I wonder what life must have been like 2,000 years ago as I dig out broken pieces of pottery, perhaps part of a bowl someone used during a daily meal. The cave I am digging in is one of the thousands in and around this national park in Israel, which encompasses the remnants of the ancient cities of Maresha and Bet-Guvrin. The Dig for a Day program I'm experiencing is put on by Archeological Seminars, which has been excavating among the labyrinth of caves in Tel Maresha for decades.
Going Underground on an Archeological DigThe adventure starts with a lively discussion about the history of Tel Marisha. As a solo traveler, I've joined an extended American family visiting Israel for Jacob's bar mitzvah. The tone of the discussion is aimed at the teen and younger children in the group. Watching them react to the guide's explanation, and seeing how they enjoy digging in the dirt, enhances my own experience. Our personal introduction to the underground cave labyrinth comes as we enter the earth via a rocky path. We follow our guide through a series of caves sparsely lit by light bulbs strung on wires on the walls, until we approach a small hole in a wall. Crawling through, we enter Linus 89. (The caves have formal numbers, but the guides have nicknamed them with easy-to-remember titles.) So little has been excavated out of this cave that we can't stand up, only crawl on our knees.
The dwellings in Maresha and Bet Guvrin were built out of soft limestone called "kirton", a bedrock material tucked under a weathered mantle of harder limestone called "nari." Centuries ago locals dug out building blocks of limestone to create dwellings, leaving hollow spaces - man-made caves - in the earth to be used for storerooms, water reservoirs, industrial installations, burial caves and even to keep cattle and beasts of burden. We're now in one of these caves.
Our guide explains that when the locals refused to pay excessive taxes they were told their homes would be destroyed. The residents chose to tear down the houses themselves, and the pieces fell into the caves underneath. We start digging with our trowels, setting aside out any pottery shards we find and putting the dirt in a bucket. It's quiet for a bit, until a small girl squeals with joy as her grandmother pulls up a large piece of a pot. When it's time to stop digging, we walk back through the caves into daylight. Then we sift the dirt from the buckets we brought up from the cave, to make sure we'd gleaned all of the shards.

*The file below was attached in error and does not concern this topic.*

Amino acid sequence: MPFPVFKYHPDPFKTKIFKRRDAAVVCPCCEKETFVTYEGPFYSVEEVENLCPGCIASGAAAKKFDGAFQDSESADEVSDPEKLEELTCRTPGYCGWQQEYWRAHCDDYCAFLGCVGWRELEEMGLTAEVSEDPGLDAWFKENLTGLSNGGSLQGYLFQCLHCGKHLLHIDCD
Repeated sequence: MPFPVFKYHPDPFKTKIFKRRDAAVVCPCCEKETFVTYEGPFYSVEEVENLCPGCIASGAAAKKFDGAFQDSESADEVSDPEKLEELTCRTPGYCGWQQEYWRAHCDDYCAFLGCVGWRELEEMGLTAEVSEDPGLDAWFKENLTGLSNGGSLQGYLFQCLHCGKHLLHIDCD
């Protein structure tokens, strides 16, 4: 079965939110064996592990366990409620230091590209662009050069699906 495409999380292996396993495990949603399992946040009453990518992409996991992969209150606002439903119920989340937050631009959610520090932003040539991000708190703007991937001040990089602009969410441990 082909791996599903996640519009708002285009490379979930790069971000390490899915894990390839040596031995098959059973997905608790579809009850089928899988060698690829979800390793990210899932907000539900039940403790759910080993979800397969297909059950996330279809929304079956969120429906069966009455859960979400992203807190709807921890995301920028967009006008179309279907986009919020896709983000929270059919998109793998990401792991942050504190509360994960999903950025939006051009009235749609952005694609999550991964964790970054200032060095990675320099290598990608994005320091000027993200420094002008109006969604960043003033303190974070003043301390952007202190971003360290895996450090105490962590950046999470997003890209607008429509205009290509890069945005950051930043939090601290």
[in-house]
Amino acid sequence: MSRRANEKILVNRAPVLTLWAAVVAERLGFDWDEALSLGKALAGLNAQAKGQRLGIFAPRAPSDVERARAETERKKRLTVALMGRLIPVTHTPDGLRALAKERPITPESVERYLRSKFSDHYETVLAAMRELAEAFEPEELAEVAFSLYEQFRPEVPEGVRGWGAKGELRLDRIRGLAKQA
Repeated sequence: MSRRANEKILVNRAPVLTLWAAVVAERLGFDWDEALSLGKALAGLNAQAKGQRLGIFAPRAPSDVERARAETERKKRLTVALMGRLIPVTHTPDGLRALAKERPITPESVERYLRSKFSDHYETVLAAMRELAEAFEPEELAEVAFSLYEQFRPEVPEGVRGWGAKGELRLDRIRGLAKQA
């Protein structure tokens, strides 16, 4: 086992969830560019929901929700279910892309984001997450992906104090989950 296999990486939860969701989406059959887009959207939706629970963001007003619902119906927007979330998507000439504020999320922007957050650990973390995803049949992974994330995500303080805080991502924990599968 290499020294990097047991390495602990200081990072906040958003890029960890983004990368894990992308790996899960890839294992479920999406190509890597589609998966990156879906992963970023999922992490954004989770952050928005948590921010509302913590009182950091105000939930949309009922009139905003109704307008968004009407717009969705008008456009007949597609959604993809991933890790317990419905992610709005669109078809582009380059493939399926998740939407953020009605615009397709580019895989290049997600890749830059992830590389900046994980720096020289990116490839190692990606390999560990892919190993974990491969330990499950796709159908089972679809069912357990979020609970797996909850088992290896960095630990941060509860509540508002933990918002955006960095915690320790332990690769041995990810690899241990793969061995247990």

Next, we're given a chance to crawl (literally at times) through Linus 84, which is sparsely lit by candles stuck in rocks. Excavations have barely started in this cave. It's not for people with creaky knees or who are claustrophobic. Those of us who went in came out even muddier but with big smiles on our faces. At one point, we had to drop through a small hole in the cave to reach a lower level.
The last stop is a shed where our guide explains how significant finds are cleaned, showing us some examples. My last memory is watching youngsters pick through barrels of small pottery shards to choose a few they were allowed to take home as a memento of their time digging for ancient history at Tel Maresha.